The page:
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  15. gVOR08 says:

    @Daryl and his brother Darryl:

    $5.6B for an abstract concept that stands little or no chance of getting built doesn’t seem like a conservative expenditure of money to me.

    It sounds exactly like a modern American Conservative expenditure to me.

    You have a beautiful summary of just how far we’ve gone away from rational governance. But they can’t go through a normal planning process. Studies and position papers and data would lead to a conclusion they won’t accept, and they know it. Same with their tax cut and AGW denial. GOPus delendus est.

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  16. Mr. Prosser says:

    @CSK: I’d say most of them are going for the immediate gain and then head out, no future planning. Most of them are well off now.

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  17. grumpy realist says:

    @Daryl and his brother Darryl: Exactly like Brexit planning in the U.K., actually.

    I still haven’t figured out whether Theresa May et al are trying to pull some immense bluffing game on the EU in an attempt to get all the tea cakes they want, or whether they actually honestly believe that their “planning for a no-deal Brexit” is in fact sufficient. Certain Tory ministers are undoubtedly that dumb–a.k.a. Grayling–but are ALL of them that stupid?

    If so, then expect the U.K. to collapse into economic and physical chaos and gradually turn into Venezuela-on-the-Thames after March 31st, 2019.

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  18. gVOR08 says:

    @CSK: This is one of the reasons why the Billionaire Boys Club spends so much money on the Wingnut Welfare system. They can all look forward to at least low six figure sinecures in the vast sea of think (sic) tanks, lobbyists, and activist organizations. Mendacity in the service of the cause, mindless loyalty, and mediocrity are scored as plusses there.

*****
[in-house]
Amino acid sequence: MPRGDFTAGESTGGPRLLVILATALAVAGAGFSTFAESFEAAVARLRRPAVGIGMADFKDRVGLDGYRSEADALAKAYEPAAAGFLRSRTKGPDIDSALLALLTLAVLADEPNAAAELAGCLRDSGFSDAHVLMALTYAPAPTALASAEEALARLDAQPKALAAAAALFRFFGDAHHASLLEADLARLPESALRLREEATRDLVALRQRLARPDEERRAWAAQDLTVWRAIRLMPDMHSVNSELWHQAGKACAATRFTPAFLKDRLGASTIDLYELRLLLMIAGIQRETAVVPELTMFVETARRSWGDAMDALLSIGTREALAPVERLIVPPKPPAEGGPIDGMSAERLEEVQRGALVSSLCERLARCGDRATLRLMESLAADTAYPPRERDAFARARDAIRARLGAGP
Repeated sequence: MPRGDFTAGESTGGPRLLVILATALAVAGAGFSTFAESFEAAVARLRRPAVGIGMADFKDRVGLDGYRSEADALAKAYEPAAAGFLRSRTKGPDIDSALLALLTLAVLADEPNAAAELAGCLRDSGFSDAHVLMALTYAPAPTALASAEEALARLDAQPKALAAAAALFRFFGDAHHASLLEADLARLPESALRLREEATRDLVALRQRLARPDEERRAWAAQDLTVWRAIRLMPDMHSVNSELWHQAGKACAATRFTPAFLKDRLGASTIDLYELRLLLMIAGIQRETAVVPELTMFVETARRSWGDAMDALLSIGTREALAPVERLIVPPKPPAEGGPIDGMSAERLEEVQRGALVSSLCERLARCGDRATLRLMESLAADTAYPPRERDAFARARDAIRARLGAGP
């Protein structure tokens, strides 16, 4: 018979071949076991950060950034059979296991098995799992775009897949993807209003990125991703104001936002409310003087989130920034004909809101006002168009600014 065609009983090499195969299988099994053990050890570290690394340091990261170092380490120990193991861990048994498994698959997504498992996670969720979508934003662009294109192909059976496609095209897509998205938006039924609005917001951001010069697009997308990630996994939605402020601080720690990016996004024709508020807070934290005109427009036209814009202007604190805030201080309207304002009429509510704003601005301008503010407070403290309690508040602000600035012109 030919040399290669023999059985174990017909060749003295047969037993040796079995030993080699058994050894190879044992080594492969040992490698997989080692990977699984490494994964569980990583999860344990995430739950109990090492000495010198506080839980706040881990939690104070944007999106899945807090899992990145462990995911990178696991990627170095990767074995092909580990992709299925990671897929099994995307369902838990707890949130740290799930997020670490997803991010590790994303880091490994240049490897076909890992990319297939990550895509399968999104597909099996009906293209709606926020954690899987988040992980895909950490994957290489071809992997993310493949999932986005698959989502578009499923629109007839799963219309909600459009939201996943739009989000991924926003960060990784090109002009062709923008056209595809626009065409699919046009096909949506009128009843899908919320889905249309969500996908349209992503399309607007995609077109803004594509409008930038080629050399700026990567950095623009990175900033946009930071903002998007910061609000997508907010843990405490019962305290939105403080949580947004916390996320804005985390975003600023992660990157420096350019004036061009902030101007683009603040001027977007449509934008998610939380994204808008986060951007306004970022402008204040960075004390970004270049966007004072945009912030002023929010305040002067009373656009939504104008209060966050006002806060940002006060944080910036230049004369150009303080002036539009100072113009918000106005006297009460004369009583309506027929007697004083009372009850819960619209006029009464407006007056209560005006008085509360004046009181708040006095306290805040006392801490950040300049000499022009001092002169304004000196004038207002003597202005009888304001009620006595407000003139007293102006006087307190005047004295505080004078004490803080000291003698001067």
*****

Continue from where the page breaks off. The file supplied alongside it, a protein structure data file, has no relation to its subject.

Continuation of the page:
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  19. Daryl and his brother Darryl says:

    And BTW…during Individual-1’s insane press conference the other day he patronizingly told a female journalist that steel is stronger than concrete.
    It’s pretty complicated…but no. Concrete is great in compression. Steel is great in tension. But concrete barriers have a shitload of steel reinforcement in them…so that they can act both in compression and tension. Steel relies on it’s shape for compressive strength. The shape shown by Dennison for his slat wall wouldn’t stand up very well to impact from, say, a bus. Steel bollards, designed to stop buses, are almost always filled with concrete.
    Like I said…its complicated, but concrete is “stronger”.

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  20. Scott F. says:

    @Steven L. Taylor:

    It’s pretty clear from this that the Trump administration never intends to build any barrier, much less a wall. This statement shows that they see that what matters for them for ending the shutdown is that they save face with the base. They want to keep the Wall alive as a rhetorical device, so they can say they are fighting for it, but they won’t be troubled to turn it into a physical structure that comes anywhere close to covering the border.

    So, for them, they think the Democrats are fighting them in the rhetorical space as well. The Trump administration just can’t fathom that they are being opposed on the substance of the policy.

    (And Mulvaney! He’s always been full of it, but that’s Superman level BS there.)

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  21. MarkedMan says:

    The Dems should compromise by throwing The admin $5M or so to come up with a comprehensive plan that would show everything they are planning, in detail. That should be their rallying cry, “You can’t get money unles you know what you are building. Just basic common sense.”

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  22. Pete S says:

    My working assumption for the last couple of weeks is that Trump is hoping to get $5B into appropriations for a wall that will never be built in the hopes that he can stuff a fair bit of it into his own pockets.

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  23. Just nutha ignint cracker says: